Fred caught from Perry the spirit of the new era in farming. It no longe_ufficed to scratch the earth with a stick and drop in a seed; the eart_tself must be studied as to its weaknesses and the seed must be chosen wit_ntelligent care. One of the experts from the state agricultural school, i_he field to gather data for statistics, passed through the country, and spen_ week with Fred for the unflattering reason that the Holton acres afforde_aterial for needed information as to exhausted soils. He recommended book_or Fred to read, and what was more to the point sent a young man to plan hi_ork and initiate him into the mysteries of tilling and fertilizing. The soi_xpert was an enthusiast, and he left behind him the nucleus of a club whic_e suggested that the young men of the neighborhood enlarge during the winte_or the discussion of new methods of farm efficiency.
Fred hired a man and went to work. He first repaired the windmill and assure_he water-supply of the house and barn. A farmer unembarrassed by crops, h_lanned his campaign a year ahead. He worked harder on his barren acres tha_is neighbors with the reward of their labor in sight. He tilled the low lan_n one of his fallow fields and repaired the fences wherever necessary. Hi_ost careful scrutiny failed to disclose anything on which money could b_ealized at once beyond half a dozen cords of wood which he sent to town an_old and the apples he had offered for sale in the streets of Montgomery.
These by-products hardly paid for the time required to market them. Perry ha_uggested that winter wheat be tried on fifty acres which he chose for th_xperiment, and in preparing and sowing the land Fred found his spirit_ising. The hired man proved to be intelligent and capable, and Fred was no_bove learning from him. Fred did the cooking for both of them as part of hi_wn labor.
Some of his old friends, meeting him in Main Street on his visits to town, commiserated him on his lot; and others thought William Holton ought to d_omething for Fred, as it was understood that he was backing Charles in hi_nterprises. Still other gossips, pointing to the failure of the Mexica_entures, inclined to the belief that Fred was a dull fellow, and that h_ould do as well on the farm as anywhere else.
On a Sunday afternoon in this same November, Fred had cleaned up after hi_idday meal with the hired man and was sprawled on an old settle reading whe_ motor arrived noisily in the dooryard. Charles was driving and with him wer_hree strangers. Fred went out to meet his brother, who introduced hi_ompanions as business men from Indianapolis.
"We're taking a run over the route of the new trolley line you've probabl_ead about in the papers. Hadn't heard of it yet? Well, it's going to cut th_ycamore line at right angles in Montgomery, and run down into the coa_ields. We're going to haul coal by electricity—a new idea in these parts—an_t's going to be a big factor in stimulating manufactures in small centers.
It's going to be a big thing for this section—your farm is worth twent_ollars more an acre just on our prospectus."
"No doubt you'd be glad to take that twenty right now," remarked one of th_trangers.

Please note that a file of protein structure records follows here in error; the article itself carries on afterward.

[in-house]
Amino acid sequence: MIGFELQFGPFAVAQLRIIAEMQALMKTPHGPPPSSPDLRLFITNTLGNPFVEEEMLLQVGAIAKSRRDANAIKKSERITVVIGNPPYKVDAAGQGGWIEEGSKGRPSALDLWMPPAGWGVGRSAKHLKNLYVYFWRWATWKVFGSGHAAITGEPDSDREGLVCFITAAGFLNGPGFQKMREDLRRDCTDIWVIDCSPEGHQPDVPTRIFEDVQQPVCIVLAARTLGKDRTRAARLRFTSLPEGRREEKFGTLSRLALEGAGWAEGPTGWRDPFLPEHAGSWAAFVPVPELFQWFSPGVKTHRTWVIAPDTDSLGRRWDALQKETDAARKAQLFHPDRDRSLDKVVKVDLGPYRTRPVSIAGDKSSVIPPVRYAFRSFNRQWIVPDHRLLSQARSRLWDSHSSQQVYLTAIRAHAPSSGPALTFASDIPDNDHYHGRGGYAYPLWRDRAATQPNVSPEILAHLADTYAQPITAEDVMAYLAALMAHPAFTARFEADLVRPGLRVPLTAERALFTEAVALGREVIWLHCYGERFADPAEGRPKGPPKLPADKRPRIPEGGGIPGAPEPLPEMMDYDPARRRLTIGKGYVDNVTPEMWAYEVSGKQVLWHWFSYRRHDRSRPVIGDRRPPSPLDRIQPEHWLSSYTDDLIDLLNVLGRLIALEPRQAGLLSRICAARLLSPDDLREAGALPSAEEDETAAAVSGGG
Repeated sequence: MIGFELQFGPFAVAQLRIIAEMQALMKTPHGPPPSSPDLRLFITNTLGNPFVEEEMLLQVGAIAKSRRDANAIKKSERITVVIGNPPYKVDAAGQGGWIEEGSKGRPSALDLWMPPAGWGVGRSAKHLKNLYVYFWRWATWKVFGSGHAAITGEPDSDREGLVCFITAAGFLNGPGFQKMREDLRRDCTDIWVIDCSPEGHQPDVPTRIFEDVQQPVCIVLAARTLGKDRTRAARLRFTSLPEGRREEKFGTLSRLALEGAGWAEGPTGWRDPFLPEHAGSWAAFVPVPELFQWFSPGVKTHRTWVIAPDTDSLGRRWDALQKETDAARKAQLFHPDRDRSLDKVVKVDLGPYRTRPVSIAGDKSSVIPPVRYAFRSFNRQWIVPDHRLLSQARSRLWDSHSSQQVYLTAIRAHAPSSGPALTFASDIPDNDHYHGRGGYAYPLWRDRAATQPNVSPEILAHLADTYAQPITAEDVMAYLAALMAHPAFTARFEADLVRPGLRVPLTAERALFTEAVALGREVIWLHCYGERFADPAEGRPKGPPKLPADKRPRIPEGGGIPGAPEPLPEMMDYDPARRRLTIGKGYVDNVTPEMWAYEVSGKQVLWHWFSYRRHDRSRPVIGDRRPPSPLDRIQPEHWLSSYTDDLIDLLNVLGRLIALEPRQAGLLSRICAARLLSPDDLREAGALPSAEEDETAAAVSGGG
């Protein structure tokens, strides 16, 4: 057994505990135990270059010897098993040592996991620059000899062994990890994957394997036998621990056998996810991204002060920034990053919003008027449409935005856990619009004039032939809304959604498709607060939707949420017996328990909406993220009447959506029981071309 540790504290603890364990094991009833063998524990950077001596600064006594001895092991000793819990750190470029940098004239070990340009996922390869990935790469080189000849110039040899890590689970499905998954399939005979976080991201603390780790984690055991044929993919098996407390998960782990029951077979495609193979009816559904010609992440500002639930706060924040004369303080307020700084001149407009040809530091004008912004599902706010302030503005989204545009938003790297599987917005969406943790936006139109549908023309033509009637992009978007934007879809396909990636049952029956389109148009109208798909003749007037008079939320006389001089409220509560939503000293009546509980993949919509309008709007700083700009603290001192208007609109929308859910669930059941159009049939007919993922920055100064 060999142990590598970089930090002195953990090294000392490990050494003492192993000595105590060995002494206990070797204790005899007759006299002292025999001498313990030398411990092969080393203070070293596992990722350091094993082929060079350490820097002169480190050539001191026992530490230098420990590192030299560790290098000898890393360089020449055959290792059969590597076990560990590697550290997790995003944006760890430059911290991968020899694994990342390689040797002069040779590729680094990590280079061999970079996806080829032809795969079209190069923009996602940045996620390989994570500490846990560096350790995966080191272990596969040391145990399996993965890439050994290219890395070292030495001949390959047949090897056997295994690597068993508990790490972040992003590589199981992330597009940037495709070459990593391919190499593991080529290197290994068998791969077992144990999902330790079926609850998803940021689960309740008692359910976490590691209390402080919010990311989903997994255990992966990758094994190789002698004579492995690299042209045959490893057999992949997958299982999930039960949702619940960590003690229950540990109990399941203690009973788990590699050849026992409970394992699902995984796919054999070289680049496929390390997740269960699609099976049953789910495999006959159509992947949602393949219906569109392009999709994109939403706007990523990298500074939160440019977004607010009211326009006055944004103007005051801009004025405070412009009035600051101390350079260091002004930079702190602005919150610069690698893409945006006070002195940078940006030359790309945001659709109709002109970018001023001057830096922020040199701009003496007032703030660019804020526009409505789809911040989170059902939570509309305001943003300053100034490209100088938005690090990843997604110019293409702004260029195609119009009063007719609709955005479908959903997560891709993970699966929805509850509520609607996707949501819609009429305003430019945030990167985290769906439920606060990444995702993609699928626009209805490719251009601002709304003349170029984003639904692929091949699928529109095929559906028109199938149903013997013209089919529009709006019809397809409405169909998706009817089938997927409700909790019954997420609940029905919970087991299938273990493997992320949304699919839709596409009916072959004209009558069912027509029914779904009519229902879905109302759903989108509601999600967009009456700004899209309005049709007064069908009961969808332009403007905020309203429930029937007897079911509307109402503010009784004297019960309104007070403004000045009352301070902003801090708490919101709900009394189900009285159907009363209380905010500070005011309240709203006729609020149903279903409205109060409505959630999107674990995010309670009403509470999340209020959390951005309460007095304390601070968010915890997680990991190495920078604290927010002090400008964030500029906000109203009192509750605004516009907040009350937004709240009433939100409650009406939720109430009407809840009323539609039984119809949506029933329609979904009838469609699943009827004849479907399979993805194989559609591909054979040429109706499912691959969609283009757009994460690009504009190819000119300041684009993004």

"Oh, I'll wait for it," replied Fred, laughing.
"Are you implying that you're likely to have to wait?" demanded Charles. "M_ear boy, we're doing this just for you farmers. In the old days the railroad_ere all in league against the poor but honest farmer; he was crippled as muc_s he was helped by the railroads; but with the trolley the farmer can be i_he deal from the jump. We want every farmer on this line to have an interest; we're going to give him a chance to go in. Am I right, Evans?"
Evans warmed to the topic. He was a young broker and wore city clothes quit_s good as Charles's. It was going to be a great thing for the country people; the possibilities of the trolley line had not yet been realized. Social an_conomic conditions were to be revolutionized, and the world generally woul_e a very different place when the proposed line was built. Charles allowe_is friends to do most of the talking and they discussed the projec_loquently for an hour.
The men refused Fred's invitation to go indoors, and said they would walk t_he highway and the machine could pick them up.
When the brothers were alone, Charles spoke of the farm.
"I see you've got to work. The whole thing looks better than I ever saw it.
I'm glad you've painted the barn red; there's nothing like red for a barn. _ust make a note of that; all barns should be painted red."
With a gesture he colored all the barns in the world to his taste. Fre_rinned his appreciation of his brother's humor.
"I thought that on Sundays all you young farmers hitched a side-bar buggy to _olt and gave some pretty girl a good time."
"I'd be doing just that but for two reasons—I haven't the colt or the side- bar, and I don't know any girls. What about this trolley line? I thought th_ield was crowded now."
"Oh, Uncle Will and I are going to put this one through and we're going t_ake some money out of it, too. There's money in these things if you know ho_o handle 'em. It's in the promotion, not the operating."
"But I heard in town that the Sycamore line isn't doing well. There ar_umors—"